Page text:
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Exploring Western Australia on a motorbike

Wednesday, 28 June 2017


Tourism is a multi-billion-dollar industry and the value of tourism in Western Australia (WA) is targeted to grow to $12 billion by 2020. Despite the tremendous opportunities in the sector, it has been found that 62% of WA tourists only visit Perth, and the regional areas of WA are seldom visited. In an effort to address this issue, two groups of postgraduate students from ECU’s School of Business and Law partnered with a local business from Wanneroo to develop a new service on Motorbike Tourism.

The service runs affordable guided motorbike tours across WA and aims to educate people about culture, heritage, history and environment. The idea for the new venture came from Mr Grant Morrow, a local business owner and a motorbike enthusiast with over 40 years of experience travelling and working on rural and country Western Australia.

Under the mentorship of Dr. Mehran Nejati, ECU MBA Director and Unit Coordinator at the School of Business and Law, five students from the New Product Development MBA unit embarked on this collaborative project with Mr Morrow.

The new service aims to showcase the beautiful landscape of Western Australia and provide a unique experience on a motorbike. It promotes diversity by encouraging more women to embrace motorcycling and experience the amazing Australian landscape in a non-threatening environment.

“The project is part of the School’s efforts towards authentic learning which offers real life learning and enables students to produce meaningful and useful products/services. It is a learning that sticks”, said Dr. Nejati who coordinated the project.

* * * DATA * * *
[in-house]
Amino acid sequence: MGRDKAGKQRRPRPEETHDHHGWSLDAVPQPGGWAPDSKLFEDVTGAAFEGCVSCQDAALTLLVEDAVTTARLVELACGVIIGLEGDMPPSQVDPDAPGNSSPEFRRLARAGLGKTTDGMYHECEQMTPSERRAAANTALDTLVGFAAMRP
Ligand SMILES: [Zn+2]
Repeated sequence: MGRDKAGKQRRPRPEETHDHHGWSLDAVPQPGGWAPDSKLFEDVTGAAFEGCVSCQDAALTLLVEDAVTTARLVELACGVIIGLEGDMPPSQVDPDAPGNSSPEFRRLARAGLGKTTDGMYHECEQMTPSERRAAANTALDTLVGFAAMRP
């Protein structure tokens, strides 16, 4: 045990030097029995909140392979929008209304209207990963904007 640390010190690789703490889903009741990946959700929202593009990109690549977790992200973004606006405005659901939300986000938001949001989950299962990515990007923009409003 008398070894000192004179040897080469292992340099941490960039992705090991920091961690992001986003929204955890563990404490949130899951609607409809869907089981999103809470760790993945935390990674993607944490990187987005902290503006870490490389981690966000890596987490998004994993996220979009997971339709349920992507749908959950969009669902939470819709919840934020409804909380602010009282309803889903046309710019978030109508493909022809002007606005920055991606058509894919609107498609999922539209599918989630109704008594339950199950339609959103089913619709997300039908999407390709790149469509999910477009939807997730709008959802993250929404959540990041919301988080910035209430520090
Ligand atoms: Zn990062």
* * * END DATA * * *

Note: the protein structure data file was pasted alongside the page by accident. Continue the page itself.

The outcome of this collaborative project between the university and industry has been very helpful according to Mr Morrow.

“This project made me consolidate a lot of my initial thinking and think a bit deeper and then commit ideas to paper. The teams challenged me in a couple of areas and they offered up alternatives/opinions. I like the approach of working with students and I think it has been a tremendous opportunity.”

Students involved in the project called it “invaluable” and “outstanding”. Henry Njuguna saw the project as an opportunity to understand how new businesses are setup in Australia as well as a way to experience the challenges of small businesses in a competitive market.

“Part of the MBA program is to get ready for the work market as well as discover how to work on projects. This project helped us to work as a group, challenge each other, and work with clients.”

Another student involved in this project was Manuelito Ofiaza. Manuelito found being engaged in real projects was good practice to work with other people, boost confidence, network with industry contacts, and transform academic knowledge to industry skills.


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